Basics: how to write pipelines

Now that we have a working installation of bistro, let us get back to our original goal, namely to write pipelines of scientific computations. In the following we’ll use the utop interpreter to run an OCaml script. If you write your code in a file named, you can run it by typing

$ utop

which will create a _bistro directory used to store the results of the pipeline. We’ll get back to that later, let’s now start with an overview of the library.

What’s in bistro

bistro essentially brings three main components:
  • a data structure to represent a workflow, understood as a collection of interdependent steps
  • an execution engine that can run a workflow, featuring parallel build, resume-on-failure and logging
  • a library of pre-defined workflows to easily run applications from the field of computational biology

Those three components are provided as three libraries, respectively named bistro, bistro.engine and bistro.bioinfo. A fourth library named bistro.utils provides more convenient functions to run workflows and log execution.

One key feature of bistro is that workflows are described without ever caring for file names. The result of each computational step is automatically named and stored in a cache.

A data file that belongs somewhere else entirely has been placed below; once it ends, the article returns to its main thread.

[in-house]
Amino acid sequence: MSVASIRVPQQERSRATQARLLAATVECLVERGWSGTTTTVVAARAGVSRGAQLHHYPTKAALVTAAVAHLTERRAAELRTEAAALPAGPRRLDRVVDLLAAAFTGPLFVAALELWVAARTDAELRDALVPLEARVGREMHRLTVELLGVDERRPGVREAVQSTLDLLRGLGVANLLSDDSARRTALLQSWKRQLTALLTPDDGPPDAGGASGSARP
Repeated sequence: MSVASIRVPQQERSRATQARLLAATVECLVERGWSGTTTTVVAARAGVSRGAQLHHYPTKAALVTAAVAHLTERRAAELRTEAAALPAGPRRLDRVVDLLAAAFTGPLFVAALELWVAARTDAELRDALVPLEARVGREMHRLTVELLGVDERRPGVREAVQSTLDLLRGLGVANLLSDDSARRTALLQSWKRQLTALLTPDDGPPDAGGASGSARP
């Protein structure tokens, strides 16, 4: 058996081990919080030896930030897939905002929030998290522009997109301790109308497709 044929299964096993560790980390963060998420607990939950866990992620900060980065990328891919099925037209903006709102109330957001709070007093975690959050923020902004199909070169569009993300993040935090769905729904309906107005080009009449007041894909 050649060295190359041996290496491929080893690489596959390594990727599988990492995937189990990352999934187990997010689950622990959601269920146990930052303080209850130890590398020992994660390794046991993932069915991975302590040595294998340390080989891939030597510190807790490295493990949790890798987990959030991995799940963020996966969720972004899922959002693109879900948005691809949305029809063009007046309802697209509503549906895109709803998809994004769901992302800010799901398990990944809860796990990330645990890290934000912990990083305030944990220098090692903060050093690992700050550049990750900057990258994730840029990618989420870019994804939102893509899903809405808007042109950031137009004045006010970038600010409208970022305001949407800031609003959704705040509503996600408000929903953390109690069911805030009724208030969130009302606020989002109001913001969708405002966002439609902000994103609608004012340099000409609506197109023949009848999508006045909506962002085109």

For a typical application, one will first describe the expected workflow either using already defined wrappers or by defining new ones. Once this is done, we define the outputs we want from the workflow, and how they should be layed out in an output directory (called an output repo). And finally we send this description to a build engine that will actually run the workflow.

A tiny QC pipeline

Let’s write the above mentionned three parts on a simple example to perform quality check (QC) on a high-throughput sequencing sample. First, we need to load the library and open the appropriate modules:

#require "bistro.bioinfo bistro.utils"

open Bistro.EDSL
open Bistro_bioinfo.Std
open Bistro_utils

This will make the functions from the three components available. Then we can start writing our pipeline, with the following steps:

  1. download a sample from the SRA database,
  2. convert it to FASTQ format,
  3. run FastQC on this data. Using the functions from the bistro.bioinfo library.

This is how it goes:

let sample = Sra.fetch_srr "SRR217304"
let sample_fq = Sra_toolkit.fastq_dump sample
let qc = sample_fq

Now we need to specify which output we are interested in, using the Repo module:

let repo = Repo.[
    ["qc"] %> qc ;

Here we specify that in our result directory, we want the output of FastQC to be named qc. The two other steps will not appear in the result directory, as we are not really interested in seeing them.

Finally, we can run the workflow using a function from the Repo module:

let () = ~outdir:"res" repo

This will execute the workflow and place the result file we asked in it. You’re now ready to actually run the pipeline: save the file and invoke

$ utop